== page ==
Lee Wrights: It just ain’t none of my business

Archived column by Lee Wrights, published again today at Liberty for All and submitted to IPR. Wrights may be seeking the Libertarian Party 2012 Presidential nomination.


Human beings are consumed by the notion that everything must have a label.

We have an inherent need to categorize every circumstance and individual into some sort of group or set so that larger numbers of people or circumstances can be more easily identified according to common traits they share. The whole idea of unique people and circumstances is abandoned for the concept of common denominators. In no arena of human interaction is this more apparent, or prevalent, than inside the world of politics. Labels become very important when you need a constituency.

Don’t get me wrong. Not all labels are bad. In fact, individuals choosing to label themselves is entirely proper, in my opinion. We all should be free to identify ourselves in any manner we see fit. We have Democrats and Republicans, as well as, Libertarians and Greens, not to mention a myriad of other lesser known political parties and organizations. All of these groups allow free individuals to self-identify according to their own personal philosophies, and allow for groups of individuals to enjoy the fellowship of others that are of like mind. But problems arise when these groups take up the practice of labeling each other using their own agendas and criteria, which causes individuals to be unjustly categorized into groups where they just do not belong.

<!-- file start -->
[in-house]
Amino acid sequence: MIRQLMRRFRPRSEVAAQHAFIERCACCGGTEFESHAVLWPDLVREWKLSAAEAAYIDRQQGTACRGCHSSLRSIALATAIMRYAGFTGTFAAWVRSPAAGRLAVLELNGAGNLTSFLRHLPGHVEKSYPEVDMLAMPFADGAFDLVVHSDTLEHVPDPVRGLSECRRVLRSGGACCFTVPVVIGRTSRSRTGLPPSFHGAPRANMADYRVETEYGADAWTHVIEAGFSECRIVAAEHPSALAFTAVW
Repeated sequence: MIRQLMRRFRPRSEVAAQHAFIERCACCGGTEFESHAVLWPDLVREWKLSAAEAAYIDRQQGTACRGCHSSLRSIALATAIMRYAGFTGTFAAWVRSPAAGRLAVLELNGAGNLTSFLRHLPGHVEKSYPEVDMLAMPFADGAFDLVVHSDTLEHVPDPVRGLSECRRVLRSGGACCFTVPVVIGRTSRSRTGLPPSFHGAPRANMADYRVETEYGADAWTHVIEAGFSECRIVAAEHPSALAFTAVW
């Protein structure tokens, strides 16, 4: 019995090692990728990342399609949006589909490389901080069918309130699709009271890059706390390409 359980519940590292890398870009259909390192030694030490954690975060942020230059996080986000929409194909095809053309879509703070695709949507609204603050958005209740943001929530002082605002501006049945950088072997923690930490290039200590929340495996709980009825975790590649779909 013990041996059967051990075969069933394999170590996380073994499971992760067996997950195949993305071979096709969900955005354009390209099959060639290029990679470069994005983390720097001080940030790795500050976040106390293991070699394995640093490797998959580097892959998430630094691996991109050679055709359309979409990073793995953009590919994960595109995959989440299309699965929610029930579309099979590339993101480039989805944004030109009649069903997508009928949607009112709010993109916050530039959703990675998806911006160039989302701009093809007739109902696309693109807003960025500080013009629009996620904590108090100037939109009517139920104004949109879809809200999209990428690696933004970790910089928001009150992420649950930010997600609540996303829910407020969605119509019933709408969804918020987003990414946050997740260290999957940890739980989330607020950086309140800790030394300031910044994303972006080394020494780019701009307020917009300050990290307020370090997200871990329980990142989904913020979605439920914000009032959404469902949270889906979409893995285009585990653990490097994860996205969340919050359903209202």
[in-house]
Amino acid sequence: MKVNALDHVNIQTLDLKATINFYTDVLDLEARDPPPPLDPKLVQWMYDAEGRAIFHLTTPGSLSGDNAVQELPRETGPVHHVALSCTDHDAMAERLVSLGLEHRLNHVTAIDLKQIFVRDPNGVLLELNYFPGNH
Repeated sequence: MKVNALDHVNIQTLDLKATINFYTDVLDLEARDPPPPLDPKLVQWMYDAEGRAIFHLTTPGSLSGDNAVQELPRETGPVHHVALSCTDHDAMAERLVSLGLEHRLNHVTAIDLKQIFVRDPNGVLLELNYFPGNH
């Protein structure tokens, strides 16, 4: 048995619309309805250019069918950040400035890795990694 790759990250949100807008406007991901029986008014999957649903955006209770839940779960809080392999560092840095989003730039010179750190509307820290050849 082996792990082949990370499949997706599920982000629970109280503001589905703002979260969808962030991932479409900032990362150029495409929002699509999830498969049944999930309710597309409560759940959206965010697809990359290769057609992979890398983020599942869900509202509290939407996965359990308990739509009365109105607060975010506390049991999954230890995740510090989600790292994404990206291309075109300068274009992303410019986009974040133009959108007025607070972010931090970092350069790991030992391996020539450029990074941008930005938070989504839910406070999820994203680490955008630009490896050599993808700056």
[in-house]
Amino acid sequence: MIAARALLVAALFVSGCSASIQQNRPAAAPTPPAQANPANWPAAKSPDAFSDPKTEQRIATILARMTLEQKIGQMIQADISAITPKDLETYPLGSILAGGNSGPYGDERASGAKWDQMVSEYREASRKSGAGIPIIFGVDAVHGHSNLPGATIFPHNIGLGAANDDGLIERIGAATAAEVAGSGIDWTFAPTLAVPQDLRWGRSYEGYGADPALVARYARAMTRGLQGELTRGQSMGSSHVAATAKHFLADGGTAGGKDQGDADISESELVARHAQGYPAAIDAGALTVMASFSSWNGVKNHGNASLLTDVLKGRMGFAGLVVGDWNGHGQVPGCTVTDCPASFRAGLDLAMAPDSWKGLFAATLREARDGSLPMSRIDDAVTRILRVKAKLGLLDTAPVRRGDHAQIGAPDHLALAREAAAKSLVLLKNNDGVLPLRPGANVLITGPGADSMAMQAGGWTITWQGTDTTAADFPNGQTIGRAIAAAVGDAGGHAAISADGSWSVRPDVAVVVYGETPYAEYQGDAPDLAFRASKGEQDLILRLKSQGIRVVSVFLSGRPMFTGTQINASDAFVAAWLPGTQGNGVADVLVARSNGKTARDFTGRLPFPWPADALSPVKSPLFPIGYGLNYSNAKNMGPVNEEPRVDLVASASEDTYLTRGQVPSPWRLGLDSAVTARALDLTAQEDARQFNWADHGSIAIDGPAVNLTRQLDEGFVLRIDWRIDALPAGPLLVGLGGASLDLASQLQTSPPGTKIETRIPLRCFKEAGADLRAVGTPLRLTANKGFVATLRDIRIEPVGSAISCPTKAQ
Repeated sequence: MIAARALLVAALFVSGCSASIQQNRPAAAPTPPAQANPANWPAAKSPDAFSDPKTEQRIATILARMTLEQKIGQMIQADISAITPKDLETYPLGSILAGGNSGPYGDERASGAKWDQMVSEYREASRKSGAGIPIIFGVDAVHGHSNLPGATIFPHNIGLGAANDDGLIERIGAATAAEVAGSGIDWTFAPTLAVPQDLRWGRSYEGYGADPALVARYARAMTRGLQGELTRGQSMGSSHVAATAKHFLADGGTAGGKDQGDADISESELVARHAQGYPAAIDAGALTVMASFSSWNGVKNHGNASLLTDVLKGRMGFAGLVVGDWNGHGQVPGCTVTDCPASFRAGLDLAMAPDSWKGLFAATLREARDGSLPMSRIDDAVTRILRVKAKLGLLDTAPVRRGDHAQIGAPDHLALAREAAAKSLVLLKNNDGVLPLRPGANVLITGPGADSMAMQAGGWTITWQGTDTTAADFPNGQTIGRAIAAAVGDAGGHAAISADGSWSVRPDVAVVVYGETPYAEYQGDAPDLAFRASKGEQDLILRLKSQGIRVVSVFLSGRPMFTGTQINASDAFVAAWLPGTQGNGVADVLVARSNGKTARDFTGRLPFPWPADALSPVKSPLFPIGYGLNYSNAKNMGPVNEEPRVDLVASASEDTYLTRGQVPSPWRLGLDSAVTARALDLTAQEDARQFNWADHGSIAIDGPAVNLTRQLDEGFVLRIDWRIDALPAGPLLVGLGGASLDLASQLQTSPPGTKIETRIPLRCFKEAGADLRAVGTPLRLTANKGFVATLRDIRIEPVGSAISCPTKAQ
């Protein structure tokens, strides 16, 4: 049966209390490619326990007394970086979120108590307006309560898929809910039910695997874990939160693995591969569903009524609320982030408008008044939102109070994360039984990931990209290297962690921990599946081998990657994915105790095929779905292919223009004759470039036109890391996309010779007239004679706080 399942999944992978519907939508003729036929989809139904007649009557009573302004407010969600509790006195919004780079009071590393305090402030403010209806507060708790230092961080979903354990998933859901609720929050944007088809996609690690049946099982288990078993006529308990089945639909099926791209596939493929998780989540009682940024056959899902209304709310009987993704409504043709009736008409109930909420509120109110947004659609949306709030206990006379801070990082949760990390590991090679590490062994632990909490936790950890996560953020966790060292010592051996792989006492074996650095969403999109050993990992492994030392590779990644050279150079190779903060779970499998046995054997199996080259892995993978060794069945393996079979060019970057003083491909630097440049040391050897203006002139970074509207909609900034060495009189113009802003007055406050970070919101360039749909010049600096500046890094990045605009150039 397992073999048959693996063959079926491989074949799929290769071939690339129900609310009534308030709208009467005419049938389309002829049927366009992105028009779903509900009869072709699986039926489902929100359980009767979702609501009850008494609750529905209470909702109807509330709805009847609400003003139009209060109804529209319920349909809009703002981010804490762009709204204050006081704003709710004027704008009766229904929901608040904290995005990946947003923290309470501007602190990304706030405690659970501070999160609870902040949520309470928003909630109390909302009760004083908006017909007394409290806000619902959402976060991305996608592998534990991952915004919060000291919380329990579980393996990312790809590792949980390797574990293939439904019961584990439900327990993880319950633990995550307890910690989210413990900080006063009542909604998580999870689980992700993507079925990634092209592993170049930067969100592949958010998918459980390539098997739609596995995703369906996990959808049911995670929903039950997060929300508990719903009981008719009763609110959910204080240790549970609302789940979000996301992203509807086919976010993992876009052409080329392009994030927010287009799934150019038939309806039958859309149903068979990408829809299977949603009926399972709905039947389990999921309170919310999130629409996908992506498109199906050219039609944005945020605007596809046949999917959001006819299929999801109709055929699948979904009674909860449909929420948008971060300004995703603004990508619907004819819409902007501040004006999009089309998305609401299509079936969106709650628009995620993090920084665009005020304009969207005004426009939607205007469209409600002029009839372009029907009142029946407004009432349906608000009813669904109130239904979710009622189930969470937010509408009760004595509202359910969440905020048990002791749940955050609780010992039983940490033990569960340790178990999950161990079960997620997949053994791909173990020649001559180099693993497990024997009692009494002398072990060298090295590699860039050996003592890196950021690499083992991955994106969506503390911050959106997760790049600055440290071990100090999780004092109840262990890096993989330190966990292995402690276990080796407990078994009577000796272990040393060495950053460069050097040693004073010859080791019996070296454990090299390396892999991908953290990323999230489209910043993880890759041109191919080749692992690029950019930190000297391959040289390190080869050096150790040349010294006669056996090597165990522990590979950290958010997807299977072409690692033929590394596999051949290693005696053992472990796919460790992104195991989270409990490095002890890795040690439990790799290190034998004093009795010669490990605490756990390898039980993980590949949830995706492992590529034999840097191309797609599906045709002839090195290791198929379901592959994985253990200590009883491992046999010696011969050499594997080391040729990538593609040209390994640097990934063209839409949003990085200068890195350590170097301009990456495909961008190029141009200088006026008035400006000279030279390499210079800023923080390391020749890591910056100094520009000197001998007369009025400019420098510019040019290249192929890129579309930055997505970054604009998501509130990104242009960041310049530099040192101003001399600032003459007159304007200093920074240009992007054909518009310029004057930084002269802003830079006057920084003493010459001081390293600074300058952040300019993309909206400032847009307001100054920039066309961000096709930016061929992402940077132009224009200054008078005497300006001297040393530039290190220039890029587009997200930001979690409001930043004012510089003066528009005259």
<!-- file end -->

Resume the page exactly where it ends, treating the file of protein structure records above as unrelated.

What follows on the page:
Being a Libertarian, I know all too well what it is like to be “mislabeled” by the other parties. We Libertarians are constantly judged falsely for the stances we take against government intrusions into individuals’ lives. If you believe the political rhetoric of the Democrats and Republicans, mixed with all the media hype, you will think that Libertarians are “for” all kinds of reprehensible behaviors instead of seeing the truth of the philosophy which is, in fact, “against” government making decisions for people that should be left to the individuals themselves. You see, Libertarians believe that most places where government has its collective nose today are just none of its business.